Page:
Time to face the subject
As one who has been actively engaged in the debate about racism and education for the past twenty-five years I can well understand Mike Berrill's anxieties ( Opinion, TES 26 Jan) about the unthinking or overzealous application of some of the proposals contained in the report of the Stephen Lawrence Inquiry. As he acknowledges, that inquiry was a vital landmark in the recognition of racism as a serious issue in the public life of our country, and has led to a more open discussion of the nature of racism and the possibility of effective anti-racist strategies than ever before. However, we should not let the great merits of the report as a whole lead us to regard its every detail as beyond criticism.
Mr Berrill is surely right to draw attention to the unfortunate effect of MacPherson's proposed definition of a 'racist incident' ("any incident which is perceived to be racist by the victim or any other person"), which comes perilously close to Humpty Dumpty's dictum, "When I use a word it means just what I choose it to mean." The suggestion that the sole test of racism could lie in the eye of one beholder certainly does not do justice to a concept, which however contested, has a long history of use in political debate and academic discourse.
However, I think Mr Berrill is mistaken in linking the absurdity of this formulation with his worries about institutional racism. Macpherson's lengthy and carefully undogmatic analysis of this well-established term (chapter 6, pp. 23-33) makes it very clear that it carries no necessary implication of individual racism, and indeed that its explanatory value is most evident precisely where individual racism is least observable. The alternative term 'systemic racism' perhaps suggests more clearly the depth at which structures and processes operate to produce discriminatory outcomes.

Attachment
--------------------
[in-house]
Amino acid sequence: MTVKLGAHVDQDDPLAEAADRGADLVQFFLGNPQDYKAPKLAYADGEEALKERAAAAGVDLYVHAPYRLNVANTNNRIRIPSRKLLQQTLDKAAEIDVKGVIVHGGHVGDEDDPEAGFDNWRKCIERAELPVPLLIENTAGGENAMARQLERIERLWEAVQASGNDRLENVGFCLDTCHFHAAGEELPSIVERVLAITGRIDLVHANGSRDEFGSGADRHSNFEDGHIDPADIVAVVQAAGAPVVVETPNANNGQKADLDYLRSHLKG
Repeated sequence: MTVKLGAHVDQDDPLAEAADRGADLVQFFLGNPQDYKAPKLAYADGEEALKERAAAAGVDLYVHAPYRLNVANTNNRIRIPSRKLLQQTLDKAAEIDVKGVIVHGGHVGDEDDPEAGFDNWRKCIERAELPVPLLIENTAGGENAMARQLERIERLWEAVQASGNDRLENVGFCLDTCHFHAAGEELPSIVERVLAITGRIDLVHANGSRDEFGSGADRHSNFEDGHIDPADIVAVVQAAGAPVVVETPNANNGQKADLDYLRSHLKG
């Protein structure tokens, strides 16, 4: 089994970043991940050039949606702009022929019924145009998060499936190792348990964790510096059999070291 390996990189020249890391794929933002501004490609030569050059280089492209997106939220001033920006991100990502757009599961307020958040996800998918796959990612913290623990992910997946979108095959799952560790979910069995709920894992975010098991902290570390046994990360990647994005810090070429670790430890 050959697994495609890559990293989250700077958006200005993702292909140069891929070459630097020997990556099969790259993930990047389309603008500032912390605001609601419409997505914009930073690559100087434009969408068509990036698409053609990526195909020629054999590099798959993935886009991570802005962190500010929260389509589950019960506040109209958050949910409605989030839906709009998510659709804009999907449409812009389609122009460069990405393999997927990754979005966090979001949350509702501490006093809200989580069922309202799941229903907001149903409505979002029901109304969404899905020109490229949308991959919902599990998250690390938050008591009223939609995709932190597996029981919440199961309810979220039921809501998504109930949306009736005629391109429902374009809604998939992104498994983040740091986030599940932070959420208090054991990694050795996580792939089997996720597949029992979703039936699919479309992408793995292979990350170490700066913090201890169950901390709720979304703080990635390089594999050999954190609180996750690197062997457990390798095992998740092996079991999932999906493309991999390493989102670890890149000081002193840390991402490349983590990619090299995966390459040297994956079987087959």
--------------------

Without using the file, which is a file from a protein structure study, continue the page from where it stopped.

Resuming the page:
In Mr Berrill's school, as in many others, it is no doubt a combination of social and economic inequalities and of general features of our education system that largely accounts for the differential achievement of particular minorities. The term 'institutional racism' at least reminds us that these deep-seated flaws in our society can be as damaging in their outcomes for members of minority communities as the more obvious manifestations of individual racism.
As a footnote to these reflections on Mike Berrill's timely plea for care not to trivialise the concept of 'racism' I would like to ask all those who espouse 'tolerance' as a main objective in teaching for a multiracial society, what might be the implications of telling our neighbours, not that we love them, but that we tolerate them? No doubt better than not tolerating them. But ... "Impenetrability", as Humpty Dumpty said. By which he meant, "Time to change the subject".
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